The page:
A well-funded effort to legalize marijuana in California in 2016 just received a surprise endorsement from a key longtime movement player.
Marijuana.com has exclusively learned that Richard Lee, the founder of Oaksterdam University and the chief proponent of an earlier legalization measure that Golden State voters narrowly defeated in 2010, is endorsing the Adult Use of Marijuana Act (AUMA), an effort backed by a group of Silicon Valley funders led by Napster co-founder and early Facebook investor Sean Parker.
“It’s important that we all get together to support one initiative,” Lee said in an interview.
Lee is a board member of the Coalition for Cannabis Policy Reform (CCPR), which has been working to build support for a separate proposal through a campaign called Reform California. Despite working for years to craft a consensus measure that could earn support from the movement’s various constituencies, the group has struggled to secure the funding it would take to pay for the signature gathering needed to qualify for the ballot and for an effective campaign to win on Election Day.
“I believe a majority of the [CCPR] board is ready to endorse the Parker initiative at the next board meeting,” Lee said.
In addition to Parker, AUMA is reportedly being supported by Hyatt Hotel heirs Nick and Joby Pritzker as well as Graham Boyd, who advises the estate of late Progressive auto insurance chairman Peter B. Lewis.
Despite Lee’s call for unity, it appears that not all of CCPR’s key players are ready to line up behind the Parker-backed effort yet.
“ReformCA is the leading statewide campaign committed to working with all groups and stakeholders to ensure we have the strongest policy for our state, and the best chance to win at the ballot box next November, through a single, unified initiative,” CCPR Chairwoman Dale Sky Jones wrote in a fundraising email on November 2, just hours after media reports surfaced about the competing AUMA effort’s ballot language being filed with the state. [Bolded emphasis in original.]
Two days later, following the defeat of an investor-backed legalization measure in Ohio, Jones sent another fundraising pitch to the group’s list. “ReformCA has filed its initiative in an open, transparent process with scores of public meetings and thousands of discussions and consultations with every segment of the community,” she wrote in a message read by many recipients as drawing a comparison between the AUMA team and the group behind the failed Ohio effort, the latter of which wasn’t broadly supported within the marijuana reform community. “ReformCA remains committed to building a united movement for reform that benefits all Californians, not just ‘Big Marijuana.’”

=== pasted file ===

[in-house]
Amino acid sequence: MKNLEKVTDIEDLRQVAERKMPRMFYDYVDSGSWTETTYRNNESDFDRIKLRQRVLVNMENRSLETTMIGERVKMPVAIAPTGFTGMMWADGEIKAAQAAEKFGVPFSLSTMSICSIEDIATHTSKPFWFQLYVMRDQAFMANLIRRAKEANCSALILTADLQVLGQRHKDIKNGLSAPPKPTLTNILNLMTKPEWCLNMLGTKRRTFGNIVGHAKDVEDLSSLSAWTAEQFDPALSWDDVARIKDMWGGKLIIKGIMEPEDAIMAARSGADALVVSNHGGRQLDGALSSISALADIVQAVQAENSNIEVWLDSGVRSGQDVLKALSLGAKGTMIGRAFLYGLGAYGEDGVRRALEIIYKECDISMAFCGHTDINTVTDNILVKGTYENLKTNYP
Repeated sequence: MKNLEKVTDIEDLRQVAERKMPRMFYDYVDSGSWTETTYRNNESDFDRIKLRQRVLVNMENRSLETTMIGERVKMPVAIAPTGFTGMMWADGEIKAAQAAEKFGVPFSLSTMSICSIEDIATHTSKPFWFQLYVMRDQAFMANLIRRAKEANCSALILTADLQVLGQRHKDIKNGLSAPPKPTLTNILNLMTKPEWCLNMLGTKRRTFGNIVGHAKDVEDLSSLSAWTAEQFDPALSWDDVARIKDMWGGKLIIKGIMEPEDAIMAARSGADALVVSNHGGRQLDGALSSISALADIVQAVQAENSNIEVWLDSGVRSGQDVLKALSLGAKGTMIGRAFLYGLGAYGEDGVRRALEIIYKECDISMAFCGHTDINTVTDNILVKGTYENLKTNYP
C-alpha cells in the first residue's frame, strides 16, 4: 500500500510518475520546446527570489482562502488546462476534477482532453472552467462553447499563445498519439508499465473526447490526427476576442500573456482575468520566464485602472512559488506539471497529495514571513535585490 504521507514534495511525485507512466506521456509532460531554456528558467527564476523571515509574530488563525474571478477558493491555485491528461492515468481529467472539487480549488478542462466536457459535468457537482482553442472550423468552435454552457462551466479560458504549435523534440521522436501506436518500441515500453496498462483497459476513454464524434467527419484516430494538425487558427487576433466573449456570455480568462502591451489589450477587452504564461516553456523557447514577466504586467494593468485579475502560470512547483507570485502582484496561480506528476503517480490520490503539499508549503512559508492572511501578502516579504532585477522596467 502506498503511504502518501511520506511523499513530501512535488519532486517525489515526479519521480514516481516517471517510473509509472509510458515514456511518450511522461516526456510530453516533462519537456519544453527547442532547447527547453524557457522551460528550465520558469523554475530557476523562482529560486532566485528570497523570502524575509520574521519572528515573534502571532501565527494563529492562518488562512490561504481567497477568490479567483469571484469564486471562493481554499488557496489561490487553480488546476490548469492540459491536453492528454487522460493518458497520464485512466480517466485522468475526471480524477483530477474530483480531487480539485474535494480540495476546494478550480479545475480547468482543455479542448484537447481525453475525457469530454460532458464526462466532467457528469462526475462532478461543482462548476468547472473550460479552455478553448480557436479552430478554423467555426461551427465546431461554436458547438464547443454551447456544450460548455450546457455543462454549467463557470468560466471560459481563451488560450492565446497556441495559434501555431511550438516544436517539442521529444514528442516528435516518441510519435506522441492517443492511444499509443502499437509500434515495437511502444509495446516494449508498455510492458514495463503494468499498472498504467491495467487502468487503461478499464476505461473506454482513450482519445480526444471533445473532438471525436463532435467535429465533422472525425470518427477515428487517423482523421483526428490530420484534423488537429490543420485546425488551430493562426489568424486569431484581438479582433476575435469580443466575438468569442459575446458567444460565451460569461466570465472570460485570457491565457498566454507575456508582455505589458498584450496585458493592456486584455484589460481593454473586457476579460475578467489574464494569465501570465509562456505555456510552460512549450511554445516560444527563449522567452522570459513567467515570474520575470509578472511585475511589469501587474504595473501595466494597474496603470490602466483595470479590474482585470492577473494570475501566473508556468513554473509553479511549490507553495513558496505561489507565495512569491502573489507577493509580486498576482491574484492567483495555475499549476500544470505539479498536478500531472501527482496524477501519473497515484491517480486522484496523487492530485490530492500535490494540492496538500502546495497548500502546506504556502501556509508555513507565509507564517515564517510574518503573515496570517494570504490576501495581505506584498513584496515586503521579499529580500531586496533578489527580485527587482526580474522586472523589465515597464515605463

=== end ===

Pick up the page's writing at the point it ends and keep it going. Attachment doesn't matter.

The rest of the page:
Jones did not respond to Marijuana.com’s request for comment about Lee’s endorsement of the AUMA effort prior to press time.
Lee, in an interview on Tuesday, said that CCPR board members are working with AUMA’s drafters to “make some improvements that we think could be made” to its language, but he wouldn’t specify which provisions in particular were sticking points.
Nate Bradley, who is also on CCPR’s board and is the executive director of the California Cannabis Industry Association, which endorsed AUMA on the day it was filed, said in an interview that he is “very excited” about Lee’s endorsement.
“It’s important for CCPR to join the coalition, so we can all stand in support as one unified voice,” Bradley said. “This will allow us to work together to make sure the AUMA is the best drafted initiative it can be.”
The Drug Policy Alliance and the Marijuana Policy Project, two of the most well-funded organizations in the cannabis law reform movement, have also signed on to support AUMA. Previously the groups cooperated with CCPR’s Reform California effort as it held a series of listening sessions across the state, but they asked that their logos be removed from its website in the weeks leading up to the AUMA language being filed.
It is unknown when or whether CCPR will hold a board vote on formally endorsing the Parker effort.
Neill Franklin, executive director of Law Enforcement Against Prohibition and a CCPR board member, held out hope for unity. “One thing California has in abundance is smart, responsible reformists who have dedicated years of their lives to legalizing, regulating and controlling marijuana,” he said in an email, emphasizing he wasn’t speaking on behalf of any organization. “We’re all after the same thing and I hope we’re able to work together to achieve it.”
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